The Wellington, Feltwell, Great Norfolk Pub Guide: ‘Does Feltwell’s RAF heritage proud’
PUBLISHED: 17:00 19 April 2017 | UPDATED: 15:12 21 April 2017
Many a pub can reasonably claim to be their community’s hub, but standing 10 miles west of Thetford is a free house that feels like the village of Feltwell’s very own front room.
Since 1730 its premises have lived in many guises – a village stores, off-licence and even a Mexican restaurant included. Most recently it was The Wine Lodge, but after a massive root-and-branch refurb in 2013 it was reborn as The Wellington – a pub and restaurant celebrating Feltwell’s RAF heritage, and one amazing story of bravery in particular…
In July 1941 Sergeant James Ward seemingly had two choices when flying his stricken Wellington back from a bombing raid. One - limp as far as possible before ditching in enemy territory or, two, succumb to the Messerschmitt fire that had left one wing ablaze, and bail there and then.
Ward chose a third option, one that earned him a Victoria Cross.
He crawled out onto his wing mid-flight. He then inched towards the flames and put them out before returning to his cockpit to nurse the damaged bomber home to Newmarket.
Landlords Chris Samuels and Chris Grandison are both avid historians and their enthusiasm for Ward’s and The Wellington’s backstory is proudly on display.
War medals, photos and clippings fill the walls. Wellington paintings and replicas too – even the coat hooks and weather vane pay tribute to the plane – and hero - that gives this pub its name. The Wellington’s ‘Almost Home’ ale commemorates James Ward’s amazing act of derring-do. The ‘Feltwellington’ summer ale salutes the best Norfolk ingredients whilst nodding towards Ward’s native New Zealand with a special citrus twist.
Today The Wellington provides a home-from-home for many a local - and many an adopted American local from the RAF bases nearby. All seem equally enchanted by the strenuous efforts daily put in to making this pub their pub, and it’s easy to see why.
Good food, good beer and a warm welcome are guaranteed, as is an inspiring sense of pride in the place and its provenance. The Wellington has done Feltwell - and Sergeant Ward - proud.
Need to know:
Opening hours: 12noon to 11pm Monday to Thursday, 12noon to midnight Friday and Saturday, 12noon to 10.30pm Sunday.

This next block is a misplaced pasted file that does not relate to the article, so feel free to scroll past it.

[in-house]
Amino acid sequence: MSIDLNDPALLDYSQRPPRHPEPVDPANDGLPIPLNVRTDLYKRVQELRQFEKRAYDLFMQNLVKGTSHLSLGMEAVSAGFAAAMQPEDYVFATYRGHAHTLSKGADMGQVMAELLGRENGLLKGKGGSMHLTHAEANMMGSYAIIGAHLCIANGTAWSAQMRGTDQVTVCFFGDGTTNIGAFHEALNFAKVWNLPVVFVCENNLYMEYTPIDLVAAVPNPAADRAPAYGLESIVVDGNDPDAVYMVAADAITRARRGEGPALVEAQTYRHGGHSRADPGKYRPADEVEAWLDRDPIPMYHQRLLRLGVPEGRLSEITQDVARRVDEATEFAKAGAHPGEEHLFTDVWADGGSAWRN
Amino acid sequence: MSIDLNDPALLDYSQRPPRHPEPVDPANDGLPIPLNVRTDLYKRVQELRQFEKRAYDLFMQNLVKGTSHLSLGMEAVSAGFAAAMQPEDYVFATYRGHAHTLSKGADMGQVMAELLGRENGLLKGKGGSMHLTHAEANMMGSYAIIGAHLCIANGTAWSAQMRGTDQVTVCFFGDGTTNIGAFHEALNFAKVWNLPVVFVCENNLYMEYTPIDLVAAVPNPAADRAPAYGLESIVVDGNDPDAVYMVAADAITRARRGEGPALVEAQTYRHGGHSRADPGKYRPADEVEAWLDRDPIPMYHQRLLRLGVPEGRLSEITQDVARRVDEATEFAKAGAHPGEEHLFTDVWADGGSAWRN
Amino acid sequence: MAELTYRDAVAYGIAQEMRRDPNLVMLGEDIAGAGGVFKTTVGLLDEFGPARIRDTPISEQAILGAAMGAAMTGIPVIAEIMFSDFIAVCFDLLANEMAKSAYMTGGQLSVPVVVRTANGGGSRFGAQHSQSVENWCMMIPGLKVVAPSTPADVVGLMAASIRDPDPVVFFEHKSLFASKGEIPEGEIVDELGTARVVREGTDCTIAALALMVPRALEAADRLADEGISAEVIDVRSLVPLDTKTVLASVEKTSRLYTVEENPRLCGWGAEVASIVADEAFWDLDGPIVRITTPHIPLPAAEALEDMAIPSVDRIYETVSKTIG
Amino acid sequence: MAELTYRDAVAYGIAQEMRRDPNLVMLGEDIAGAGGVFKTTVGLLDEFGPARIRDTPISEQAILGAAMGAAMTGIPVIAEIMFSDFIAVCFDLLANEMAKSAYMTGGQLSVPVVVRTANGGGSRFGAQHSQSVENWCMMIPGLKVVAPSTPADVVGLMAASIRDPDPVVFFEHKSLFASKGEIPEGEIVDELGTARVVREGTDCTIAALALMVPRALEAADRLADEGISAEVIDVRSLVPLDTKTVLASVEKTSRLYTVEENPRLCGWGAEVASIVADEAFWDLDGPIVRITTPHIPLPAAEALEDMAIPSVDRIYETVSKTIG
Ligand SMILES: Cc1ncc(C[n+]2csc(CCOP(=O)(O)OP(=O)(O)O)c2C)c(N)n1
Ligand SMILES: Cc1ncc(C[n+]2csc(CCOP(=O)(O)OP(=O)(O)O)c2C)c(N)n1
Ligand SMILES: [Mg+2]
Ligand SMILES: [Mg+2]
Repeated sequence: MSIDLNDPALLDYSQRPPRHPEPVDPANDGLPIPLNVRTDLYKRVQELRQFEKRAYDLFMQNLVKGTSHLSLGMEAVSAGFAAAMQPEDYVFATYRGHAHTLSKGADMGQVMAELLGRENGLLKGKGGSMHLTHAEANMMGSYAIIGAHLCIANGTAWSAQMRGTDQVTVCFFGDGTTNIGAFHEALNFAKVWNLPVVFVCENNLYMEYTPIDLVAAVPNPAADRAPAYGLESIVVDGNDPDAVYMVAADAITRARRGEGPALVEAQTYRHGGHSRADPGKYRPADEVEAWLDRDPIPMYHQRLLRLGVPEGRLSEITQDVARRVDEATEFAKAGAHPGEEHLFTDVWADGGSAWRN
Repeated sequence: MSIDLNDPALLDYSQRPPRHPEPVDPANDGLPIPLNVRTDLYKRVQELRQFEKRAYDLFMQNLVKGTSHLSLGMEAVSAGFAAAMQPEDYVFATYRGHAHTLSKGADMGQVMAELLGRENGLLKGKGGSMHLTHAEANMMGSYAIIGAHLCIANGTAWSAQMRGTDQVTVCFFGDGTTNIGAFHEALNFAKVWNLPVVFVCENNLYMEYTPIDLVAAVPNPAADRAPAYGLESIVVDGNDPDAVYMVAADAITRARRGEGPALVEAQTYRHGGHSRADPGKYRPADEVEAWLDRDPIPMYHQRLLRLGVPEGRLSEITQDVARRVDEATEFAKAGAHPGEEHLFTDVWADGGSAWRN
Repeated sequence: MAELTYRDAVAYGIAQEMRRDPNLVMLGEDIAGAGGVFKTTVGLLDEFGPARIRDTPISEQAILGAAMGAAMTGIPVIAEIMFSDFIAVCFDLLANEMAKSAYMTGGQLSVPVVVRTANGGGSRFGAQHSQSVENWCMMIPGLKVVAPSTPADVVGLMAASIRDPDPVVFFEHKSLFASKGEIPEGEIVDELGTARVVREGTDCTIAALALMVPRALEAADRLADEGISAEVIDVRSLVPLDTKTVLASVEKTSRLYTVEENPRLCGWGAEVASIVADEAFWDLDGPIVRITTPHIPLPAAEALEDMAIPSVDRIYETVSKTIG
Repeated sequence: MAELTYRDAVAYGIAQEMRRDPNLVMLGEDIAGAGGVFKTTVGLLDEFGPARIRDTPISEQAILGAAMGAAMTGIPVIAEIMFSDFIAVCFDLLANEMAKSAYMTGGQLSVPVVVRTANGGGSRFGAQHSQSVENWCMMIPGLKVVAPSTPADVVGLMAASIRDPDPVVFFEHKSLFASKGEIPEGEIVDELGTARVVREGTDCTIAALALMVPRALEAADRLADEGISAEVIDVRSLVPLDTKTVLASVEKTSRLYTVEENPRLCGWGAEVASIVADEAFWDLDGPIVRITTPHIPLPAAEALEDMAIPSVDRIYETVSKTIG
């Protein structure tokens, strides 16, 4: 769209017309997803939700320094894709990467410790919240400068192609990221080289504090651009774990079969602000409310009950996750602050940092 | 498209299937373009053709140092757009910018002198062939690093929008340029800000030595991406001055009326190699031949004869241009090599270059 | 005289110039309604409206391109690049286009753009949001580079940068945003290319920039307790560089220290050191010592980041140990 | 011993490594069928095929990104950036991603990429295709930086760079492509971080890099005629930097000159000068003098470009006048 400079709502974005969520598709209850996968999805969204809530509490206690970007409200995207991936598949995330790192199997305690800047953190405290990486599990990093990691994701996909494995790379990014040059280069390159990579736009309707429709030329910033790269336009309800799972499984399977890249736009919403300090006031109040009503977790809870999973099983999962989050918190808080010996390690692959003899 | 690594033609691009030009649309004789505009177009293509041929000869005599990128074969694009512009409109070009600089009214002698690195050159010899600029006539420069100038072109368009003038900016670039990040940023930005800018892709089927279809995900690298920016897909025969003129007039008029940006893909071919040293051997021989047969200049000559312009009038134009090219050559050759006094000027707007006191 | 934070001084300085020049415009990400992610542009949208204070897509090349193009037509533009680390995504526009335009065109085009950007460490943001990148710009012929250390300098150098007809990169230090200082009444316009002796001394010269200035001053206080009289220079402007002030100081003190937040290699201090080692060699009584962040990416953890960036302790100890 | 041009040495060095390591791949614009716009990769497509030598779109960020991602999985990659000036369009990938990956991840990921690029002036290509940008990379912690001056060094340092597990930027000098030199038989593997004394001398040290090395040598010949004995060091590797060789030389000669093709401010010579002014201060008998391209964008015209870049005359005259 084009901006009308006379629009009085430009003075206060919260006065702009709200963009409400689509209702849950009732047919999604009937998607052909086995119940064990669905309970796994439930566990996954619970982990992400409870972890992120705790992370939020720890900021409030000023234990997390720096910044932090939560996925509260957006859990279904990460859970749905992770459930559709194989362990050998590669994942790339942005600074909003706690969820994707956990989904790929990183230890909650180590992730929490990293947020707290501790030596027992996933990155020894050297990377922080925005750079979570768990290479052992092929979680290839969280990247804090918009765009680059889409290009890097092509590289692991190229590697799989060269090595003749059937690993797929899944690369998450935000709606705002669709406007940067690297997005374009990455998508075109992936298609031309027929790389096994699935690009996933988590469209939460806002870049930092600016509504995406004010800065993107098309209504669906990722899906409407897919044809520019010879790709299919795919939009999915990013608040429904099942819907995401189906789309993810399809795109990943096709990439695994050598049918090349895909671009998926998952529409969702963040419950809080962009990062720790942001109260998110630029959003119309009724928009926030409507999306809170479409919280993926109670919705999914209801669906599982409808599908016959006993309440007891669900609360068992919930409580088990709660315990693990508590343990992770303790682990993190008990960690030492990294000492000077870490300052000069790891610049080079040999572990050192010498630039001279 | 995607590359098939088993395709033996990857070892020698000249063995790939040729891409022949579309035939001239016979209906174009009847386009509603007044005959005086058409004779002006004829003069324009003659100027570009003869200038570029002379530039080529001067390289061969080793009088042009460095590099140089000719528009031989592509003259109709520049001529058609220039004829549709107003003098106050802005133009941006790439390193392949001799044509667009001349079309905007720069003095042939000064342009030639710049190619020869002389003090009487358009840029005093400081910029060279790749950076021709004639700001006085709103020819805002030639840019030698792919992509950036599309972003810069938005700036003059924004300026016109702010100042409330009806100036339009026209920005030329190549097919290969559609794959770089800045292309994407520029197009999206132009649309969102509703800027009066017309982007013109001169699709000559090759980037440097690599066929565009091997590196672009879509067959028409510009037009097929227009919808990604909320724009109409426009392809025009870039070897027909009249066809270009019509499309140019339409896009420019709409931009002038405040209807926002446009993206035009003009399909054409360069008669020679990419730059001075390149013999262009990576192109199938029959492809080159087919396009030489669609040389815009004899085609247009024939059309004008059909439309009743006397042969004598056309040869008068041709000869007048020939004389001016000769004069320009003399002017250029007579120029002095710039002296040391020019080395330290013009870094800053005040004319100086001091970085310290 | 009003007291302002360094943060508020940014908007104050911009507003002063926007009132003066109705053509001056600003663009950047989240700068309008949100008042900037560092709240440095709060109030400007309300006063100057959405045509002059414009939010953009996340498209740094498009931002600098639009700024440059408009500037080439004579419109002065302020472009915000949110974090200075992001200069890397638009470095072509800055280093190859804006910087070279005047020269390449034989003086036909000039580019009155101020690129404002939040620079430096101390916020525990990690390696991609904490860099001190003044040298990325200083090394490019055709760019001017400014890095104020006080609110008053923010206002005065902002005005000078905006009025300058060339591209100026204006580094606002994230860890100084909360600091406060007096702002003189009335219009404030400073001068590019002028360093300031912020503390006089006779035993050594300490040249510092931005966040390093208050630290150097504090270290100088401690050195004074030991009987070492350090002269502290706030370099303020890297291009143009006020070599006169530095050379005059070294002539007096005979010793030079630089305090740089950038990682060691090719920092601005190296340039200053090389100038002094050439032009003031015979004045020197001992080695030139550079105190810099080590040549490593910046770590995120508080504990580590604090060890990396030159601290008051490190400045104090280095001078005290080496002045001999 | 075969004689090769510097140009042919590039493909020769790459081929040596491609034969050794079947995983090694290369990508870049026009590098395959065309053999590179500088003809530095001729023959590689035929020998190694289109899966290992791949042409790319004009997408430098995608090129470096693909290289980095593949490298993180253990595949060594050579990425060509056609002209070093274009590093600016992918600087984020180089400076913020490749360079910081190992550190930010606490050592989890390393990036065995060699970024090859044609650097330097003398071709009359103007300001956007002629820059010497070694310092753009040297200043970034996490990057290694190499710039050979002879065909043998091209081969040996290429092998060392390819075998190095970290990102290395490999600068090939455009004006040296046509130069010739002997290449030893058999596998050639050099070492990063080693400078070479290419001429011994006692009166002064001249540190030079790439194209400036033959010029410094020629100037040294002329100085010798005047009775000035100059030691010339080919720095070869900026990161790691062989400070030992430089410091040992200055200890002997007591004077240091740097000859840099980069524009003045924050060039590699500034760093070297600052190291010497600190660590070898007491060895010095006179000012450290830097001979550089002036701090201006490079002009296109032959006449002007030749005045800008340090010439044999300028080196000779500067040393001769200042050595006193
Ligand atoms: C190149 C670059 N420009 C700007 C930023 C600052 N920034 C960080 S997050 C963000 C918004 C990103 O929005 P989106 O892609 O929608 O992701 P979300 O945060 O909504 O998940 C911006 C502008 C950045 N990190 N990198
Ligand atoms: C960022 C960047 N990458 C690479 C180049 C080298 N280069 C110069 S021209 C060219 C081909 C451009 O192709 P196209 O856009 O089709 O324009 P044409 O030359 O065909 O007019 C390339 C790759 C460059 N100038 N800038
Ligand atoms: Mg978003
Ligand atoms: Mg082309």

Food: The Wellington has developed a reputation for good food. It has a light, bright 28-seat restaurant away from the main bar but still in the midst of plenty of interesting Wellington memorabilia.
Crisp linen and fresh flowers adorn every table and chef Antony Kirby rustles up a range of filling dishes. The pub grub classics are all expertly catered for in Kirby’s kitchen but look out for some stand-out specials too. The vegetable Wellington and seared bacon loin are particular treats.
Food is served Tuesday to Friday 12noon to 2pm and 5pm to 9pm, from 12noon to 9pm on Saturday and from 12noon to 4pm on Sunday
Six of the best with Chris Samuels, landlord, The Wellington:
1. When’s the BEST time to visit your pub?
I reckon about 5pm to 5.30pm in the evening – you can’t beat it. All the guys are in for a pint after work.
2. What’s the BEST memory you have of your pub?
Without doubt – thinking that the place was haunted. I had the ice machine on and could hear it three storeys up. It sounded like someone was knocking on the door when there was no-one else here!
3. What’s the BEST pint you serve?
Almost Home – it tells the story of James Ward.
4. What’s the BEST dish on the menu?
Vegetable Wellington by a country mile.
5. What’s the BEST hangover cure known to Man?
Weetabix. Baileys. And banana.
6. And finally, what’s the BEST pub in Norfolk (apart from yours)?
It’s got to be The Feathers in Dersingham – I always go there for a swift half with my grandma when I’m passing through.
Watch The Great Norfolk Pub Guide in association with Lacons on The Mustard Show this Friday (6:30pm on Mustard TV: Freeview Ch7 or Virgin Ch159). Catch up on the whole series by searching ‘Great Norfolk Pub Guide’ on the Norfolk Now YouTube channel.